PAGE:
Binge-eating disorder is a common and serious mental health condition, just like Anorexia or Bulimia. It can affect all kinds of people, no matter their age, gender or cultural background. Unlike Anorexia or Bulimia, Binge-Eating Disorder is not associated with compensatory behaviours like exercising a lot post-binge or forcing oneself to throw up.
Characteristics of binge-eating disorder:
– eating a lot of food (more than what would be considered usual for a meal) in a small space of time (for example: two hours)
– frequently binging
– feeling a loss of control when eating, and unable to stop
– a sense of guilt or shame around eating habits
– very specific eating habits (like eating really fast or eating even when full, to the point where it’s physically unpleasant)
– secret eating (due to feelings of shame or guilt someone with BED might eat only when they’re alone)
Binge-eating episodes usually occur when someone is stressed, emotional, lonely or bored. These kinds of eating behaviour are often used as a coping mechanism for dealing with difficult life situations.
Just like Anorexia and Bulimia, Binge-eating Disorder is a mental health issue and those with this condition will usually have underlying psychological issues (for instance anxiety or depression) which are strongly linked to their eating behaviours. Like all other mental health conditions, the causes can often be complex and difficult to pinpoint.
Stress, family issues, poor self-esteem, grief, loss or abuse can contribute to the onset of mental health issues like binge-eating disorder.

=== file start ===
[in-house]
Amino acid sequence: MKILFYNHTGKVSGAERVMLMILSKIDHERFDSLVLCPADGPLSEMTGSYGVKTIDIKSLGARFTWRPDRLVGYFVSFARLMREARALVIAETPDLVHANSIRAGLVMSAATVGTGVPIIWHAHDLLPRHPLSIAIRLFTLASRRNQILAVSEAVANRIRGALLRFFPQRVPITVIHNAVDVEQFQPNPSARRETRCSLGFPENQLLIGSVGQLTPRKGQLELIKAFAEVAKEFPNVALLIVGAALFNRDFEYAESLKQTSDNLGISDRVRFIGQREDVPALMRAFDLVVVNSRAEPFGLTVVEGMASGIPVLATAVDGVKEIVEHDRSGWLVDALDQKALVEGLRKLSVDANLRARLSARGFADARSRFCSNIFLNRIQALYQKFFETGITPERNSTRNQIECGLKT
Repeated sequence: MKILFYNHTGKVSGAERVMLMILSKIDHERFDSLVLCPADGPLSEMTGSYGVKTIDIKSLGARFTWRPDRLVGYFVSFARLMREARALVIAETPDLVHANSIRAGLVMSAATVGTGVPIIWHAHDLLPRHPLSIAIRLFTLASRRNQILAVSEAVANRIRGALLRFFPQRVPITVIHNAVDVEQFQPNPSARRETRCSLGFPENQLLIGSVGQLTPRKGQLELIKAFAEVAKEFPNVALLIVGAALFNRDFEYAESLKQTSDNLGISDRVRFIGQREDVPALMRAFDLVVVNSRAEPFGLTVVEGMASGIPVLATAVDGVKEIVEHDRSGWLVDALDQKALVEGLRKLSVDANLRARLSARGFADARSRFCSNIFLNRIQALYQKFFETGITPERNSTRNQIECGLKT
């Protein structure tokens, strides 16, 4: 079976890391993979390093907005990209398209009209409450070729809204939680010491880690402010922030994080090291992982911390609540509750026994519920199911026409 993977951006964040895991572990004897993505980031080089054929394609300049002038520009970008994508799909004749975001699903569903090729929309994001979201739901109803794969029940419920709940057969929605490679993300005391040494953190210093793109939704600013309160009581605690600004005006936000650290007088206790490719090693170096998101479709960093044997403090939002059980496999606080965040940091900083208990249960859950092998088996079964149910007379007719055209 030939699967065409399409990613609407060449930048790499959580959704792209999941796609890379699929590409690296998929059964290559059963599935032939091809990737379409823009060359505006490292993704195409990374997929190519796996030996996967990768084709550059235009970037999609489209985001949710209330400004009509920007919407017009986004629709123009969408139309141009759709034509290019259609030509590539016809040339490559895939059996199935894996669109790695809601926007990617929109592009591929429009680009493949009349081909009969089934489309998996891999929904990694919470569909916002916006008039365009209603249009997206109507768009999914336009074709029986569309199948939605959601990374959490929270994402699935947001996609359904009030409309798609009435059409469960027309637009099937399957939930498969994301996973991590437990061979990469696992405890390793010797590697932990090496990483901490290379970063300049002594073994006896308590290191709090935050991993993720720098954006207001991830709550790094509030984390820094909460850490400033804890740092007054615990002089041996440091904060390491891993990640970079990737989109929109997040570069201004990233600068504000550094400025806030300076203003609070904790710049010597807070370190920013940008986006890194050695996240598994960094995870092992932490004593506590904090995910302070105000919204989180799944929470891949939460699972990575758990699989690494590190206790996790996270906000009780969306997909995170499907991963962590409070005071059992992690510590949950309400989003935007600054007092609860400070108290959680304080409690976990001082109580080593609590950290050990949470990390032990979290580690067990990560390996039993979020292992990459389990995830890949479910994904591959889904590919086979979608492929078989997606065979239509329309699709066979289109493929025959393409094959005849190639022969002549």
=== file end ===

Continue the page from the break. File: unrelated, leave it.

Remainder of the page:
Click here to read more about the warning signs of Binge-Eating Disorder & other info by the National Eating Disorder Collaboration. Their website has loads of info on getting help, as well as info on all kinds of eating disorders – we highly recommend taking a look.
Yes. But it will take time, effort and a considered approach. With the help of a trained professional you will be able to unpack the different causes of the condition and also develop a plan that suits you, and your needs. Finding the right treatment plan is really important as it will help to prevent the possibility of a relapse.
If you think that you might have an eating disorder, it’s important to seek professional help. Your GP will be able to help and refer you to a specialist who helps people overcome conditions like this all the time. Check out our post on ‘Going to the Doctor on Your Own’ for more info on making an appointment and finding a doctor that suit you or visit the National Eating Disorder Collaboration website for more information on help in your local area.
Beyond Blue is another free, confidential counselling service, with trained professionals available to talk through your situation.